“You have a point about Sam,” Sookie sighed. “Maybe his willingness to show me his other nature—even if he didn’t tell me about it—is something I should give him credit for.”
Eric nodded. “I’m not on his side, Sookie, and I definitely don’t want competition for your affections, but—from what I know about your gift—you can read shifter and Were thoughts to a certain extent. The fact that Sam kept you employed and close says something about his regard for you.”
“You think he wanted me to read his secret from his mind?” Sookie asked incredulously. “And—if he did—isn’t that sort of,” she paused, “the lazy way out?”
Eric chuckled. “I’m not saying it’s not! Indeed, your finding out from his head would have been convenient for him in some ways.”
“How so?” Sookie asked with a confused frown.
“You must understand that there are strict punishments for telling humans about the supernatural world,” Eric said.
“Telling—not thinking,” Sookie whispered. “But I actively try to keep out of my friends’ heads. Sam knows I do that, too!”
“That practice is probably wise,” Eric chuckled again. “But it does not negate the fact that you possess qualities that draw Supernaturals to you—both in positive and negative ways.”
They were quiet for a few moments.
“How long?” she asked.
“Hmmm?” he sounded.
“How long would I need guards?”
He shrugged. “To be honest—for your whole life, but we could begin with a year. If nothing happens during that time, then we can talk again. Maybe you are right. Maybe you will not be threatened. However, if even a roving Maenad can identify you as being the key to getting my attention, I have my doubts,” he added.
“How did she know I’d be a—uh—good messenger?” Sookie asked with a cringe as she remembered the exact nature of that message. And the pain it had entailed.
Eric sighed. “The god she serves, Dionysus, has given her the power to determine how to best influence people—even vampires.”
Sookie frowned. “Am I a weakness to you?” she asked. “Was I! Even then?”
“Yes,” he responded matter-of-factly. “In some ways. Indeed, if you were listed as being important to me in Bill’s database, that would be very bad for us both, and I wouldn’t be asking for permission to give you guards. But you’re also a tremendous asset to me. Thus, even on the surface, the pros of my association with you outweigh the cons.”
“On the surface?” Sookie asked for clarification.
“Dig a little deeper and you will find that I am intrigued by you. Hell! ‘Enamored’ is a good word too!”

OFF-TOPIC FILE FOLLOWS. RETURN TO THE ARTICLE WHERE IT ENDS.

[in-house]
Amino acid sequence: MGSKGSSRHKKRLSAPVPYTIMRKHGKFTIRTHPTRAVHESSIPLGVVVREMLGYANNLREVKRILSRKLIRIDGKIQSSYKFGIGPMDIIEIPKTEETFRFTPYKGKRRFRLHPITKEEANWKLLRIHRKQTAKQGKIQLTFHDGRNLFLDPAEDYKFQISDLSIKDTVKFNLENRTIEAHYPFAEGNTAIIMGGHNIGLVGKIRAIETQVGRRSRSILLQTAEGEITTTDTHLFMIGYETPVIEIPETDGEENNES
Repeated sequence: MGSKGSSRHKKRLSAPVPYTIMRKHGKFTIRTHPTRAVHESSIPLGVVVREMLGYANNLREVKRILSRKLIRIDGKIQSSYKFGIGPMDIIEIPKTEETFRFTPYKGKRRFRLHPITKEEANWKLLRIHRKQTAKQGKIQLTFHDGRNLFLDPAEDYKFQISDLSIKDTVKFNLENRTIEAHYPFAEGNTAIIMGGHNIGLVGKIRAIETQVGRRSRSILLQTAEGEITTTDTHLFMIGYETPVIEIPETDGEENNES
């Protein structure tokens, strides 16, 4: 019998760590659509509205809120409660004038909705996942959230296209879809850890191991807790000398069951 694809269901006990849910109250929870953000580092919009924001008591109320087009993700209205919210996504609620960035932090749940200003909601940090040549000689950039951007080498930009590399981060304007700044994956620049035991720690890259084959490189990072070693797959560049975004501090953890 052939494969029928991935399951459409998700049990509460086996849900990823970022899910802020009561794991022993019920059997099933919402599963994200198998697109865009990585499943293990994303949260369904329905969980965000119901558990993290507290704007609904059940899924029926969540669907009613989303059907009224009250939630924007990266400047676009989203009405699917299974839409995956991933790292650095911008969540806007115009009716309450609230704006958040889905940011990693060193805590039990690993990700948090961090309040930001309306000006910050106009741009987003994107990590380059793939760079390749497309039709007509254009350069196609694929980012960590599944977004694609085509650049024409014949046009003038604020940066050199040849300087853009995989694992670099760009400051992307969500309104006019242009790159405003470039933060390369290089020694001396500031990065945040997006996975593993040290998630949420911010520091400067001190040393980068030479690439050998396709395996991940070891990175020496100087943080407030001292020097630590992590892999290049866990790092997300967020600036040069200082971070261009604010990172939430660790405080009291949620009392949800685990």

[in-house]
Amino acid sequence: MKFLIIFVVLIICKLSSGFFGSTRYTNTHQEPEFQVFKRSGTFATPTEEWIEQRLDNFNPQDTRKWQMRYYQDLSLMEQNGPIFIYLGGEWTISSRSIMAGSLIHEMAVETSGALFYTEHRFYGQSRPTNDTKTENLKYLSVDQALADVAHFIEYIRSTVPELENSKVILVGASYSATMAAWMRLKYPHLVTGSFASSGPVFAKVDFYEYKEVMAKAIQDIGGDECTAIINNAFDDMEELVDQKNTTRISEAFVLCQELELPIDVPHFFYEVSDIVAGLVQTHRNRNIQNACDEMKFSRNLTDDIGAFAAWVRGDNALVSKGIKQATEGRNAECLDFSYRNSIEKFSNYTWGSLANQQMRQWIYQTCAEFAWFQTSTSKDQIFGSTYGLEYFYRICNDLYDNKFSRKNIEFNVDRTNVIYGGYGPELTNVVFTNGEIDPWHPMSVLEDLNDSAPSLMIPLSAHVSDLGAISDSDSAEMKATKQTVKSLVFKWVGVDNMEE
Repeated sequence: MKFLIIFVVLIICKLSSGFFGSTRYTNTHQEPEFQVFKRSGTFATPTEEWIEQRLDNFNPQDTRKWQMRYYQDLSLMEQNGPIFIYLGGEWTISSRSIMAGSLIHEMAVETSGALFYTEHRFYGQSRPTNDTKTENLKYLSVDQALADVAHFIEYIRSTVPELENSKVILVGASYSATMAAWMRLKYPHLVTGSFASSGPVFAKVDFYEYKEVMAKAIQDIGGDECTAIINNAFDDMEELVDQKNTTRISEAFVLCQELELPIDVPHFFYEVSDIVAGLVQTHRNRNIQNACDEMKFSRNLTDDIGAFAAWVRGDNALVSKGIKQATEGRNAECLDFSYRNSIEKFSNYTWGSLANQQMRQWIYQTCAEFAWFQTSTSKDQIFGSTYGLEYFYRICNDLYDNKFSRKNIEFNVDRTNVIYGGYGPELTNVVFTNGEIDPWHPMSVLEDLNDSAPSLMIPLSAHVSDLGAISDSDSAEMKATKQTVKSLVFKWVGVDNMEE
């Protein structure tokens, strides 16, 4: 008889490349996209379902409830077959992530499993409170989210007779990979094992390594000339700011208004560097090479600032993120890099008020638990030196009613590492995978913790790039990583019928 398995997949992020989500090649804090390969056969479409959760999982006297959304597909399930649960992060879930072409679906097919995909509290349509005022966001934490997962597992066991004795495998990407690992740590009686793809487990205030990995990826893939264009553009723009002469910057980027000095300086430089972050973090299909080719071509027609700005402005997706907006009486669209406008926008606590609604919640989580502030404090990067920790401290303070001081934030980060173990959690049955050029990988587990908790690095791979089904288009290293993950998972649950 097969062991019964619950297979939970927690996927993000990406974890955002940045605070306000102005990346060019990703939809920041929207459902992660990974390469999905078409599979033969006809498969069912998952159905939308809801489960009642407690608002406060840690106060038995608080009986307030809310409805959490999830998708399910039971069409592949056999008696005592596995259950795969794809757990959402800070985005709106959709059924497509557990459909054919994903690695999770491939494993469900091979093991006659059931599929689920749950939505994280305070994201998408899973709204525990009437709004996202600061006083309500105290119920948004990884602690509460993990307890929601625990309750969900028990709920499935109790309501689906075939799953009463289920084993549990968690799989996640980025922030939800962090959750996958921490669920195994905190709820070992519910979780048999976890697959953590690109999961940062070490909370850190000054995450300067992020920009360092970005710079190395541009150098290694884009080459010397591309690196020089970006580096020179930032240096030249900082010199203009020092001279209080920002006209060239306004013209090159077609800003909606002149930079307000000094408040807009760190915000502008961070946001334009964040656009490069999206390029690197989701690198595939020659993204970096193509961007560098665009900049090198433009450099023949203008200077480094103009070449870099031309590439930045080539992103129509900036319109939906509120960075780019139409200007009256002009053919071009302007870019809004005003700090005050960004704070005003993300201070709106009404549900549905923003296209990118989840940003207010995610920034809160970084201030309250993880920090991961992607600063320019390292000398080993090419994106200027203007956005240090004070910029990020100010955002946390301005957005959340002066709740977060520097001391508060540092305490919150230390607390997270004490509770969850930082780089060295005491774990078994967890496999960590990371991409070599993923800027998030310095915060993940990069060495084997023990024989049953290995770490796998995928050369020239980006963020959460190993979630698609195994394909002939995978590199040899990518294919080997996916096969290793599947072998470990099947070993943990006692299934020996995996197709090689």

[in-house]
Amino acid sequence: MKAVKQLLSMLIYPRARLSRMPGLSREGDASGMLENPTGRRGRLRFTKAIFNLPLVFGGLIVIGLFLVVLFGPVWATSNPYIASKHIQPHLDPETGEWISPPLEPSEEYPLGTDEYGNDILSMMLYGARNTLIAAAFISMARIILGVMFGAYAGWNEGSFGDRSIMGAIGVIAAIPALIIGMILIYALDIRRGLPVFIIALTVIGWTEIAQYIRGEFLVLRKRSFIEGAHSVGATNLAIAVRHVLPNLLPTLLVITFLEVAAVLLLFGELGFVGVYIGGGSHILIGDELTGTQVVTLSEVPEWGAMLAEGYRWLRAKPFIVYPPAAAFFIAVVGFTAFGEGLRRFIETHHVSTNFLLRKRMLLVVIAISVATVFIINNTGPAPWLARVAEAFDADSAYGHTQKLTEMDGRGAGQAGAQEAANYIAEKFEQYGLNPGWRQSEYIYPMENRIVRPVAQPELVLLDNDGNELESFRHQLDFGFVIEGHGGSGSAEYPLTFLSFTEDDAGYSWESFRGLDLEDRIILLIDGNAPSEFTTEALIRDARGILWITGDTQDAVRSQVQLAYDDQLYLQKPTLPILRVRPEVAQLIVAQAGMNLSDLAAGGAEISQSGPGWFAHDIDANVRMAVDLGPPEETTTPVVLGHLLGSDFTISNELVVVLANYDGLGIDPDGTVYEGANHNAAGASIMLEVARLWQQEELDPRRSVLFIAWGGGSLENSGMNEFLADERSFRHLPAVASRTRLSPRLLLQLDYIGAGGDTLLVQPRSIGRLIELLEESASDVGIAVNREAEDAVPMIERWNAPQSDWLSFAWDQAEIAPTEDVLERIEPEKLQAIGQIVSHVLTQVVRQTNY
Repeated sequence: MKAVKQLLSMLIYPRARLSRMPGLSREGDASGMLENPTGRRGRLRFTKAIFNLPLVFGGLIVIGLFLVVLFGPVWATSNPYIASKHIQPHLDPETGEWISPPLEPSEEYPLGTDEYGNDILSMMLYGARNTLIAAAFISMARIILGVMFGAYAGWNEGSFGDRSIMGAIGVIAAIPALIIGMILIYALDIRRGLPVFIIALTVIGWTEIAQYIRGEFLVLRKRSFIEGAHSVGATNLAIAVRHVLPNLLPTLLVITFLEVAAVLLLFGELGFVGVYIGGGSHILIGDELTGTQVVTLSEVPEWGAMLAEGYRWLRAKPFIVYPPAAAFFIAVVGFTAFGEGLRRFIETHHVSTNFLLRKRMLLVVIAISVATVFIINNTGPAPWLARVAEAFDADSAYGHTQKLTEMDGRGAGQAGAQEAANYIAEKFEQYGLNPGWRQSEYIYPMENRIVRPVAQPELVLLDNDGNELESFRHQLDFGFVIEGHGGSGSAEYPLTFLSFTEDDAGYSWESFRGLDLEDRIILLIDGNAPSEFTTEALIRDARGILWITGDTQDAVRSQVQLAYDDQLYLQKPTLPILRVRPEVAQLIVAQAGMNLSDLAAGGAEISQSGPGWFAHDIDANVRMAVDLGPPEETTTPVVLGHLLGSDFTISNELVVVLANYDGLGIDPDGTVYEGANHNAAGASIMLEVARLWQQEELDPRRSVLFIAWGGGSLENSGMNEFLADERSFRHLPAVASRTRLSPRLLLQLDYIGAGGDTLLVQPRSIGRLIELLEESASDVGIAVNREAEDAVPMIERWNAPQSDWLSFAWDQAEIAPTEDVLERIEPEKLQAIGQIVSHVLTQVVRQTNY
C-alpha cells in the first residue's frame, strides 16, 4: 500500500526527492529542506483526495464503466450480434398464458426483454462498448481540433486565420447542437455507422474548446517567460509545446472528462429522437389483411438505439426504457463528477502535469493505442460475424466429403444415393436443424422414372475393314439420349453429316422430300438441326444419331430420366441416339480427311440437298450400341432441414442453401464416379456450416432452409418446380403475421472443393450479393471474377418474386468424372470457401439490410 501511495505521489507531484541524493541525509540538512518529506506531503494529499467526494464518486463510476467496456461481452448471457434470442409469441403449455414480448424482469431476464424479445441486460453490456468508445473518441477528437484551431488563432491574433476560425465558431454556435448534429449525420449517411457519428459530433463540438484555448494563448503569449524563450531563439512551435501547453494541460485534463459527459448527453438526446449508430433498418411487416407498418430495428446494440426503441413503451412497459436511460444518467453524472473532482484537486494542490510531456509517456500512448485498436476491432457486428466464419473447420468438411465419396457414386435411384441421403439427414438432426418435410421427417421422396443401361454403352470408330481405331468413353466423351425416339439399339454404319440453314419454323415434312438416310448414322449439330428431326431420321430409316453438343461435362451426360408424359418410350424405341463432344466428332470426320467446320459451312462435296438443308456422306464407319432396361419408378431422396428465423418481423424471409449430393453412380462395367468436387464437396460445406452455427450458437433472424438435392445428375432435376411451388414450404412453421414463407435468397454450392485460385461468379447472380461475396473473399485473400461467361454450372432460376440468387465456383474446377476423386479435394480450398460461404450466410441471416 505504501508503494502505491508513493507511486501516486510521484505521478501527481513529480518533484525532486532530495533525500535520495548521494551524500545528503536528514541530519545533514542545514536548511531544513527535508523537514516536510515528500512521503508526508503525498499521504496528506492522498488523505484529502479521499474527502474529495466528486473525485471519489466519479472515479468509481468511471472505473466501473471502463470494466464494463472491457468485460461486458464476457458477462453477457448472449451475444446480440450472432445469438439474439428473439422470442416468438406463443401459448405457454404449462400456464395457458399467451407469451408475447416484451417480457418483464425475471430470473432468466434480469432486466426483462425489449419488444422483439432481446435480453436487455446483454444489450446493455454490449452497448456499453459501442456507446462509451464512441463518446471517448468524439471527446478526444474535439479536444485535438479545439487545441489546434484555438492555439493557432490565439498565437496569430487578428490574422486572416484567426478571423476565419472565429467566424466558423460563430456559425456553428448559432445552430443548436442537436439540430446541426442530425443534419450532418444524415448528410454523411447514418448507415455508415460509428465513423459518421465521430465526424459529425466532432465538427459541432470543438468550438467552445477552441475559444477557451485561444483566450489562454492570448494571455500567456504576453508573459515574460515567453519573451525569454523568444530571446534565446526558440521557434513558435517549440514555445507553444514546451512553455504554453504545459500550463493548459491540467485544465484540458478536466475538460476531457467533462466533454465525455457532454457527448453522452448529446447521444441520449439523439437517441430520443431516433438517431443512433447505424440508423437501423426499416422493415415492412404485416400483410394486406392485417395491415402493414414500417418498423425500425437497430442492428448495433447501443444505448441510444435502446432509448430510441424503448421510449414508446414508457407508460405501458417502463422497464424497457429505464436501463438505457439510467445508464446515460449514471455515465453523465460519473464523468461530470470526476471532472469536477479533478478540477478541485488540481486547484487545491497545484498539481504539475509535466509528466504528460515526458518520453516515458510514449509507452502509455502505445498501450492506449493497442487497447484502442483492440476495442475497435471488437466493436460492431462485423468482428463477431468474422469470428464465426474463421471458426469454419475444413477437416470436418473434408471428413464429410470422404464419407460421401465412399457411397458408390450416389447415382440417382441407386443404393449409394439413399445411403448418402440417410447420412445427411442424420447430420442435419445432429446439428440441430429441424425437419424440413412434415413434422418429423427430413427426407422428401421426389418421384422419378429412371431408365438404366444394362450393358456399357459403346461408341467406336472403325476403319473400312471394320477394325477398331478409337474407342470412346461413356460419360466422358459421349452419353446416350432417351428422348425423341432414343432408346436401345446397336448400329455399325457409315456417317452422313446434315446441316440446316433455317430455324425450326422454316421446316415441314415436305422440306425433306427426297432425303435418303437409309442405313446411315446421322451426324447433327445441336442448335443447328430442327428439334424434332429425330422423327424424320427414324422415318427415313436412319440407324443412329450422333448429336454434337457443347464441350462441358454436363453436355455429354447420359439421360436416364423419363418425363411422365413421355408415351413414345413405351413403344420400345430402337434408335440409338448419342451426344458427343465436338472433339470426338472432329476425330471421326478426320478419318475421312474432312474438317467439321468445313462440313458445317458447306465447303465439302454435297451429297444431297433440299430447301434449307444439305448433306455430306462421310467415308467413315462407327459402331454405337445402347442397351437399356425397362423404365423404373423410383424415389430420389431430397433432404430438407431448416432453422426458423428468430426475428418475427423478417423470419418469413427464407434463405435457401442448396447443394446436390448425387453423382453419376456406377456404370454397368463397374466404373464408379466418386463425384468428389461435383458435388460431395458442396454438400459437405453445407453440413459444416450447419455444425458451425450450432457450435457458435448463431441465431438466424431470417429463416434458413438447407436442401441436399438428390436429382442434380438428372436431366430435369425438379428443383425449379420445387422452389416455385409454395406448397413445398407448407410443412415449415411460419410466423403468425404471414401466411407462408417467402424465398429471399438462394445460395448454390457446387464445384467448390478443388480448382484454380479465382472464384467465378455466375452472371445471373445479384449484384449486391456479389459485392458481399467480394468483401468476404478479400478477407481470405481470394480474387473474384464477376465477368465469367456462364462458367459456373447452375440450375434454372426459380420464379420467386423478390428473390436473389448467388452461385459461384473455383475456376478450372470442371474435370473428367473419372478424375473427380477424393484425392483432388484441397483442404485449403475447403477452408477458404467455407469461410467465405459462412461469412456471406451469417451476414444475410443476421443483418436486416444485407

“Eric, I—uh—don’t think I’m—um—ready for . . . ,” she stammered.
“I know,” he cut her off. “And I won’t push. I just want you to accept the damned guards at this point! As long as you are safe, I’ll have time to worm my way into your affections,” he added with a smirk.
“Confident much?” she asked with a cut of her eyes.
“Yes, but the word I would use is sure,” he returned sincerely—maybe too earnestly for her.
“Aren’t those basically the same thing?” she laughed awkwardly.
“Not at all,” he smiled. “If I were merely confident, that would be about me only. But to be ‘sure’ is to be more.”
“I am sure that—once you give me a chance—you will not be able to get enough of me. Just as I’m sure I’d never be able to get enough of you.”
She’d made the unfortunate mistake of taking a drink out of the water bottle Alcide had packed before Eric spoke, and her laughter propelled the liquid out of her mouth.
“See—you truly do need a guard,” he grinned, “if only to save you from choking!”
A/N: Hello everyone! Sorry that I’m a week behind. Work caught up with me big time last week, but things are settling down again-at least for a while, so I should be able to go back to my 1 per week schedule.
Just to let you know, this story will end at Chapter 19, but a sequel should begin right after.
I hope you continue to enjoy this conversation on the plane. This story was always meant to demonstrate the changes that would have occurred if Sookie were not raped in the trunk. So a lot of the “action” in the story is really “internal action.” The sequel-call The Boot-will contain more action.